All the the industry's biggest tech players are chasing the cloud-computing market these days, and for good reason, cloud computing is poised to a huge rewards field in the next few years. In other words, the paradigm shift from buying a single CPU computer to renting them has begun. This repackaging of computing services, known as utility computing, has become the foundation for the shift to "on demand" computing, sofware and gaming as a service and cloud computing models that continue propogating the idea of computing, applications, and network as a service. Heterogeous computing within these systems - the use of different hardware acclerators (x86 CPUs, FPGAs, GPUs) to coorperate on one computing task- is quickly on the rise. Current architectures however only allow for localized hardware accleration.
High-bandwidth connectivity provided by Wavelength Division Multiplexing (WDM) optical interconnects is an important enabler for delocalized hardware accelerators in heterogeneous utility computing. In this work, we build a testbed for optically connected hardware accelerator emulatiors on an FPGA-based system. We have the ability to perform in-depth architectural exploration and validation of the functionality and advantages of an optically connected heterogeous utility computing system.
While small-scale integrated silicon photonic devices have been demonstrated in recent years with high-bandwidth and energy-efficient performances, the benefits at the system level are yet to be realized. A systems-level implementation that aims to extract performance gains on real applications requires a completely programmable interconnection network. Maximal optical network utilization can be achieved by intelligently arbitrating wavelength routing and spatial circuit switching, which are key functionalities of silicon photonic architectures. A programmable interface must therefore implement all the required network protocols in such a way that they are compatible with protocols specific to operating silicon photonic devices. With programming methodologies available for silicon photonics devices that adhere to optimal network behaviors, these emerging devices can be architected to function and deliver their aforementioned performance benefits at the system level in a fashion that is fully integrated with system software.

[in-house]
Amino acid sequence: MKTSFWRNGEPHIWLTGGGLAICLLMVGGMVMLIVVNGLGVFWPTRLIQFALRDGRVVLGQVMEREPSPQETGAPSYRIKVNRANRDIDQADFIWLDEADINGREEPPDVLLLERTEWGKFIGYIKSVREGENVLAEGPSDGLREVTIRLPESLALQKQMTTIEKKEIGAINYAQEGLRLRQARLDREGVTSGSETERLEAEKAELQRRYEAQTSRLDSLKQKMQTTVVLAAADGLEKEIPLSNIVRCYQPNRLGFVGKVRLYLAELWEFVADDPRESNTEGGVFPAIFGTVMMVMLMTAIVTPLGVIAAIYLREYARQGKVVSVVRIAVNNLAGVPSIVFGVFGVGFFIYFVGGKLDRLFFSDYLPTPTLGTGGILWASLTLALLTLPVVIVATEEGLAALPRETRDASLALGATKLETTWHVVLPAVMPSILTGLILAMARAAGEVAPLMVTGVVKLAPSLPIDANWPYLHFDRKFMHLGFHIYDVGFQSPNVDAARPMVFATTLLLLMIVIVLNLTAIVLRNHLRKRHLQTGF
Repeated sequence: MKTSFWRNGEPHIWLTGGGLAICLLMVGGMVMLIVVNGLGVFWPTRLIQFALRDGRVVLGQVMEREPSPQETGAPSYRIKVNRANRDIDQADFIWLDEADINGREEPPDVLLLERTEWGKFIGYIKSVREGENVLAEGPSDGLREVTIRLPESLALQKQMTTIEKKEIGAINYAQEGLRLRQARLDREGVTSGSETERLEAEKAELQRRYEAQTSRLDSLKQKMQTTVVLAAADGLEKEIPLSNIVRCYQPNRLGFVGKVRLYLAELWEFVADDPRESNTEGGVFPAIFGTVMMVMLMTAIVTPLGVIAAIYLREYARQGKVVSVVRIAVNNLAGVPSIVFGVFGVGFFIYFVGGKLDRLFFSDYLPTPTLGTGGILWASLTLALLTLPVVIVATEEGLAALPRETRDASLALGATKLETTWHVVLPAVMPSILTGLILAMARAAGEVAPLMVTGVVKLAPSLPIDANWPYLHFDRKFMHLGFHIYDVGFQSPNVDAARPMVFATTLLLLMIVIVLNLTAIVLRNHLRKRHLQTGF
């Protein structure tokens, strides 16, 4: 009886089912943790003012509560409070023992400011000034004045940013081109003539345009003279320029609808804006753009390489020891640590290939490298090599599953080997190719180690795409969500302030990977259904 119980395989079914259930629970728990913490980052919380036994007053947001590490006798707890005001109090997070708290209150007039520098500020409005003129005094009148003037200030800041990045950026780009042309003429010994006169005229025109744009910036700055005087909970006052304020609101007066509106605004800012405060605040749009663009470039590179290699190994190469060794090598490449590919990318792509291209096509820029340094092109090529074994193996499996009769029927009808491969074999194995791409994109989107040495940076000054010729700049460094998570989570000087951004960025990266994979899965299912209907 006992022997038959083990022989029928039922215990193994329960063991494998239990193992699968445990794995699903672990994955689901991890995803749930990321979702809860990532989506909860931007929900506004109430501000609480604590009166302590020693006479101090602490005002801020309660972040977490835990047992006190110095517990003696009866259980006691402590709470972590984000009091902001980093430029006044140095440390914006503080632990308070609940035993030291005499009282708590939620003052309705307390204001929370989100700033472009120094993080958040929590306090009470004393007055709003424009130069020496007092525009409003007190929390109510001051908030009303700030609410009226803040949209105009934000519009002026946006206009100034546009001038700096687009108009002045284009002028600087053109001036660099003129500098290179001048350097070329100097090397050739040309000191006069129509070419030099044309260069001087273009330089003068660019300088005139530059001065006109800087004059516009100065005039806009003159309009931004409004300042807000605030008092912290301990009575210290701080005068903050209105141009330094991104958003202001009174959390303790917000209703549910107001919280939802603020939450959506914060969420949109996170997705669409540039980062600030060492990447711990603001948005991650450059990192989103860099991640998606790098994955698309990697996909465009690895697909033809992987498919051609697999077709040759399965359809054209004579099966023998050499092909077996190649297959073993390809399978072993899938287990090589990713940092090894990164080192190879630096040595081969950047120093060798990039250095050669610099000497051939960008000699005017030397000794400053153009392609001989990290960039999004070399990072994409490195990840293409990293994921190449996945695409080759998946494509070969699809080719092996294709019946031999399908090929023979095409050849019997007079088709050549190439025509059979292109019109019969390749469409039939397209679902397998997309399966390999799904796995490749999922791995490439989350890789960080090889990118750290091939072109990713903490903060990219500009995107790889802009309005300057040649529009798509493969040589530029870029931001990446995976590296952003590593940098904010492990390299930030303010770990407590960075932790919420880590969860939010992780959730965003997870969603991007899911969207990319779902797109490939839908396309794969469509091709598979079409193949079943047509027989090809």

Such tightly integrated hardware-software design is facilitated by our FPGA-based optical network interface (ONIC) logic. Historically, the "C" in ONIC stands for "card", but in recent work is deprecated as the ONIC has been expanded to operate on many different custom and commercial-off-the-shelf FPGA mainboards. Our ONIC employs logic to control wavelength stabilization and routing (with available digital-to-analog and analog-to-digital circuitry and closed-loop control), patterned data validation (PRBS and BERT) for established optical links via standard SerDes/electrical transceivers, and data delivery mechanisms coupled to JTAG- and Ethernet-connected software coprocessors. Our silicon photonic interconnection network testing and validation platform employs multiple FPGAs and ONICs for validation and verification of control-, network-, and application-dependent protocols. Application execution on our FPGA-enabled ONIC propagates from hardware-software co-implemented instruction-set architectures to an out-of-band control message passing interface that establishes different configurations among many interconnected FPGA-controlled silicon photonic devices in a best-effort, semi-simultaneous way.
Such a system allows for system-level validation and implementation of custom applications that can take advantage of optics-enabled network primitives. In this regard, application kernels cannot necessarily execute in an optimal way on an arbitrary optical interconnection network, so new methodologies must be developed to include optical network behaviors at the kernel and perhaps even instruction level.